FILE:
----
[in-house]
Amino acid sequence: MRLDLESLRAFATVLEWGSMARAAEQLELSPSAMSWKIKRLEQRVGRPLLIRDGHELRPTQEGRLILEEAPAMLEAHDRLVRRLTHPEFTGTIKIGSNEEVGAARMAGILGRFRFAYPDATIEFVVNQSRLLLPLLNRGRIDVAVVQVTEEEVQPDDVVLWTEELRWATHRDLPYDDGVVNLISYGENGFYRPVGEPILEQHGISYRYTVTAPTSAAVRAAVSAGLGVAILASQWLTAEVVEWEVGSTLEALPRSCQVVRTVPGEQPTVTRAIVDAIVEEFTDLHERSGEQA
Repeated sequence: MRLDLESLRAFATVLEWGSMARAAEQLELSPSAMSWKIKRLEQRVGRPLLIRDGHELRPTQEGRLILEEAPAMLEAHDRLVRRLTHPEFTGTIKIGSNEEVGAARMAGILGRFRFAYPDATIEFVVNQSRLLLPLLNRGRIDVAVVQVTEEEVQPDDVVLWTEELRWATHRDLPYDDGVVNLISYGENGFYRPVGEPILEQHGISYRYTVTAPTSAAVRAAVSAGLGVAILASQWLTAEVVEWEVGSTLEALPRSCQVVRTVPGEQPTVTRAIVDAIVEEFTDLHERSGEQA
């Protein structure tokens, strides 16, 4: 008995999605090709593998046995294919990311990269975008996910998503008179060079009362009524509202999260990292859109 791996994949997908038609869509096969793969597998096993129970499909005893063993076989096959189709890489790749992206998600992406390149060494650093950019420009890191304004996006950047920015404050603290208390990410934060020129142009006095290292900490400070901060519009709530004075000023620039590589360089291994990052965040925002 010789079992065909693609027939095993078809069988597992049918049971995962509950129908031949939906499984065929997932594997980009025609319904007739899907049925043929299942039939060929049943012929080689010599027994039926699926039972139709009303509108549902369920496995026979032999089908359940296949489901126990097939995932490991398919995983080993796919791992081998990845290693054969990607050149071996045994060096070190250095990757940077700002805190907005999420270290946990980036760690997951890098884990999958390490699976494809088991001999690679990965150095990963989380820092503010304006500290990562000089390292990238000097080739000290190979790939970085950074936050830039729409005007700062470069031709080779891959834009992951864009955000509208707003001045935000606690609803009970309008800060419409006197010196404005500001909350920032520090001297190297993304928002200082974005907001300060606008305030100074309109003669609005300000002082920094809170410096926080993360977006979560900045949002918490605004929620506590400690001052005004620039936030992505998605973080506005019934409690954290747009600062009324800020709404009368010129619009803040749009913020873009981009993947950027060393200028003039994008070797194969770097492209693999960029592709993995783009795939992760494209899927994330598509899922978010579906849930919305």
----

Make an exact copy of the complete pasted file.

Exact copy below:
[in-house]
Amino acid sequence: MRLDLESLRAFATVLEWGSMARAAEQLELSPSAMSWKIKRLEQRVGRPLLIRDGHELRPTQEGRLILEEAPAMLEAHDRLVRRLTHPEFTGTIKIGSNEEVGAARMAGILGRFRFAYPDATIEFVVNQSRLLLPLLNRGRIDVAVVQVTEEEVQPDDVVLWTEELRWATHRDLPYDDGVVNLISYGENGFYRPVGEPILEQHGISYRYTVTAPTSAAVRAAVSAGLGVAILASQWLTAEVVEWEVGSTLEALPRSCQVVRTVPGEQPTVTRAIVDAIVEEFTDLHERSGEQA
Repeated sequence: MRLDLESLRAFATVLEWGSMARAAEQLELSPSAMSWKIKRLEQRVGRPLLIRDGHELRPTQEGRLILEEAPAMLEAHDRLVRRLTHPEFTGTIKIGSNEEVGAARMAGILGRFRFAYPDATIEFVVNQSRLLLPLLNRGRIDVAVVQVTEEEVQPDDVVLWTEELRWATHRDLPYDDGVVNLISYGENGFYRPVGEPILEQHGISYRYTVTAPTSAAVRAAVSAGLGVAILASQWLTAEVVEWEVGSTLEALPRSCQVVRTVPGEQPTVTRAIVDAIVEEFTDLHERSGEQA
């Protein structure tokens, strides 16, 4: 008995999605090709593998046995294919990311990269975008996910998503008179060079009362009524509202999260990292859109 791996994949997908038609869509096969793969597998096993129970499909005893063993076989096959189709890489790749992206998600992406390149060494650093950019420009890191304004996006950047920015404050603290208390990410934060020129142009006095290292900490400070901060519009709530004075000023620039590589360089291994990052965040925002 010789079992065909693609027939095993078809069988597992049918049971995962509950129908031949939906499984065929997932594997980009025609319904007739899907049925043929299942039939060929049943012929080689010599027994039926699926039972139709009303509108549902369920496995026979032999089908359940296949489901126990097939995932490991398919995983080993796919791992081998990845290693054969990607050149071996045994060096070190250095990757940077700002805190907005999420270290946990980036760690997951890098884990999958390490699976494809088991001999690679990965150095990963989380820092503010304006500290990562000089390292990238000097080739000290190979790939970085950074936050830039729409005007700062470069031709080779891959834009992951864009955000509208707003001045935000606690609803009970309008800060419409006197010196404005500001909350920032520090001297190297993304928002200082974005907001300060606008305030100074309109003669609005300000002082920094809170410096926080993360977006979560900045949002918490605004929620506590400690001052005004620039936030992505998605973080506005019934409690954290747009600062009324800020709404009368010129619009803040749009913020873009981009993947950027060393200028003039994008070797194969770097492209693999960029592709993995783009795939992760494209899927994330598509899922978010579906849930919305």